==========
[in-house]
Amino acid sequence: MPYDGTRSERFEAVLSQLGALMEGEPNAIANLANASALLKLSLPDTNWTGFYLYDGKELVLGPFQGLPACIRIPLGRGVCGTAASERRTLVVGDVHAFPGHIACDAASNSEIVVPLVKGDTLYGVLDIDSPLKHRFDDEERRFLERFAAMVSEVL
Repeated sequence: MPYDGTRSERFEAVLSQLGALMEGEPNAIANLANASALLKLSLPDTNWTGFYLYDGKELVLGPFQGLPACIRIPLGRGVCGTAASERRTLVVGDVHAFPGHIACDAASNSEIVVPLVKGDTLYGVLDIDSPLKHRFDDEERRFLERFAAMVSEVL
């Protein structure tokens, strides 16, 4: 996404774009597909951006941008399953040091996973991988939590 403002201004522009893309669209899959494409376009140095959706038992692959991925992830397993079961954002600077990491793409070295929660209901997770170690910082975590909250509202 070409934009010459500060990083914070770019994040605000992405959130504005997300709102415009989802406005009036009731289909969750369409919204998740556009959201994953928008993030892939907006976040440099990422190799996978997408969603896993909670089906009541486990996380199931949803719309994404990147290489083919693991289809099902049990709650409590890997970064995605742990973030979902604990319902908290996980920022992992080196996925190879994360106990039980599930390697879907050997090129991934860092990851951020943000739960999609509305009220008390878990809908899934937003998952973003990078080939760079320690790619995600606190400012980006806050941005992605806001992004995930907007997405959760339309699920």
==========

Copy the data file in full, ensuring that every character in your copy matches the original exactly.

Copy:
[in-house]
Amino acid sequence: MPYDGTRSERFEAVLSQLGALMEGEPNAIANLANASALLKLSLPDTNWTGFYLYDGKELVLGPFQGLPACIRIPLGRGVCGTAASERRTLVVGDVHAFPGHIACDAASNSEIVVPLVKGDTLYGVLDIDSPLKHRFDDEERRFLERFAAMVSEVL
Repeated sequence: MPYDGTRSERFEAVLSQLGALMEGEPNAIANLANASALLKLSLPDTNWTGFYLYDGKELVLGPFQGLPACIRIPLGRGVCGTAASERRTLVVGDVHAFPGHIACDAASNSEIVVPLVKGDTLYGVLDIDSPLKHRFDDEERRFLERFAAMVSEVL
């Protein structure tokens, strides 16, 4: 996404774009597909951006941008399953040091996973991988939590 403002201004522009893309669209899959494409376009140095959706038992692959991925992830397993079961954002600077990491793409070295929660209901997770170690910082975590909250509202 070409934009010459500060990083914070770019994040605000992405959130504005997300709102415009989802406005009036009731289909969750369409919204998740556009959201994953928008993030892939907006976040440099990422190799996978997408969603896993909670089906009541486990996380199931949803719309994404990147290489083919693991289809099902049990709650409590890997970064995605742990973030979902604990319902908290996980920022992992080196996925190879994360106990039980599930390697879907050997090129991934860092990851951020943000739960999609509305009220008390878990809908899934937003998952973003990078080939760079320690790619995600606190400012980006806050941005992605806001992004995930907007997405959760339309699920």